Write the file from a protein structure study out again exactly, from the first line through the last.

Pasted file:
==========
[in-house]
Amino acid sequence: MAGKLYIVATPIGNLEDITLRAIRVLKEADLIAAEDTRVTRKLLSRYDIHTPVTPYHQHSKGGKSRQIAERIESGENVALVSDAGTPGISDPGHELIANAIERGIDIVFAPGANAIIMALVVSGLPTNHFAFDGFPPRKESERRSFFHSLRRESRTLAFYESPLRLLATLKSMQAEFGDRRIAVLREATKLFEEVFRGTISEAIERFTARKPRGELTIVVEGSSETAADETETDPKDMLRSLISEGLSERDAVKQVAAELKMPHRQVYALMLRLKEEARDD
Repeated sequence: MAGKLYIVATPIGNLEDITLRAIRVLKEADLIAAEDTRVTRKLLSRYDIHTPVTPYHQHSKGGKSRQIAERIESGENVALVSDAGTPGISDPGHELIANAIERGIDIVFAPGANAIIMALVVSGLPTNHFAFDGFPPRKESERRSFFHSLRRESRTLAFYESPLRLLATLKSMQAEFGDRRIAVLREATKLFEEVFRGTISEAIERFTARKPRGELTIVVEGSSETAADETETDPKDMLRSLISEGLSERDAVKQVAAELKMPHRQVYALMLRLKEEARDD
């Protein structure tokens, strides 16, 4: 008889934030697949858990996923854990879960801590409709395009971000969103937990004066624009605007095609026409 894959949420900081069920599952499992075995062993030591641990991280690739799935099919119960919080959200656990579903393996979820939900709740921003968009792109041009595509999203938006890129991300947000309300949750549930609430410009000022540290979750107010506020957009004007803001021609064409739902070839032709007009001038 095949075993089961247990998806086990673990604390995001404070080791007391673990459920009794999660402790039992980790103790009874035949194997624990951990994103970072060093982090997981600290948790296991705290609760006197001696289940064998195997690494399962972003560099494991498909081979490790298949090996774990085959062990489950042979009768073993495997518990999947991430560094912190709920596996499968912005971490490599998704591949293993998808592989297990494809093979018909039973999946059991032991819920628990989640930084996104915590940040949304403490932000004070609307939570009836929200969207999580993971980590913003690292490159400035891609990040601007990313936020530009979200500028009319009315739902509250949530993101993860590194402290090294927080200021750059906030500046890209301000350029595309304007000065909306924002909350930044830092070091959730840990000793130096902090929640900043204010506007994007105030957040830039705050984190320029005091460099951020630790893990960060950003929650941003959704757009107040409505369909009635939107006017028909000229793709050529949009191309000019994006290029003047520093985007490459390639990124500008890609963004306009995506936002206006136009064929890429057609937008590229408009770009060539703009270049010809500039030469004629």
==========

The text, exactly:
[in-house]
Amino acid sequence: MAGKLYIVATPIGNLEDITLRAIRVLKEADLIAAEDTRVTRKLLSRYDIHTPVTPYHQHSKGGKSRQIAERIESGENVALVSDAGTPGISDPGHELIANAIERGIDIVFAPGANAIIMALVVSGLPTNHFAFDGFPPRKESERRSFFHSLRRESRTLAFYESPLRLLATLKSMQAEFGDRRIAVLREATKLFEEVFRGTISEAIERFTARKPRGELTIVVEGSSETAADETETDPKDMLRSLISEGLSERDAVKQVAAELKMPHRQVYALMLRLKEEARDD
Repeated sequence: MAGKLYIVATPIGNLEDITLRAIRVLKEADLIAAEDTRVTRKLLSRYDIHTPVTPYHQHSKGGKSRQIAERIESGENVALVSDAGTPGISDPGHELIANAIERGIDIVFAPGANAIIMALVVSGLPTNHFAFDGFPPRKESERRSFFHSLRRESRTLAFYESPLRLLATLKSMQAEFGDRRIAVLREATKLFEEVFRGTISEAIERFTARKPRGELTIVVEGSSETAADETETDPKDMLRSLISEGLSERDAVKQVAAELKMPHRQVYALMLRLKEEARDD
């Protein structure tokens, strides 16, 4: 008889934030697949858990996923854990879960801590409709395009971000969103937990004066624009605007095609026409 894959949420900081069920599952499992075995062993030591641990991280690739799935099919119960919080959200656990579903393996979820939900709740921003968009792109041009595509999203938006890129991300947000309300949750549930609430410009000022540290979750107010506020957009004007803001021609064409739902070839032709007009001038 095949075993089961247990998806086990673990604390995001404070080791007391673990459920009794999660402790039992980790103790009874035949194997624990951990994103970072060093982090997981600290948790296991705290609760006197001696289940064998195997690494399962972003560099494991498909081979490790298949090996774990085959062990489950042979009768073993495997518990999947991430560094912190709920596996499968912005971490490599998704591949293993998808592989297990494809093979018909039973999946059991032991819920628990989640930084996104915590940040949304403490932000004070609307939570009836929200969207999580993971980590913003690292490159400035891609990040601007990313936020530009979200500028009319009315739902509250949530993101993860590194402290090294927080200021750059906030500046890209301000350029595309304007000065909306924002909350930044830092070091959730840990000793130096902090929640900043204010506007994007105030957040830039705050984190320029005091460099951020630790893990960060950003929650941003959704757009107040409505369909009635939107006017028909000229793709050529949009191309000019994006290029003047520093985007490459390639990124500008890609963004306009995506936002206006136009064929890429057609937008590229408009770009060539703009270049010809500039030469004629």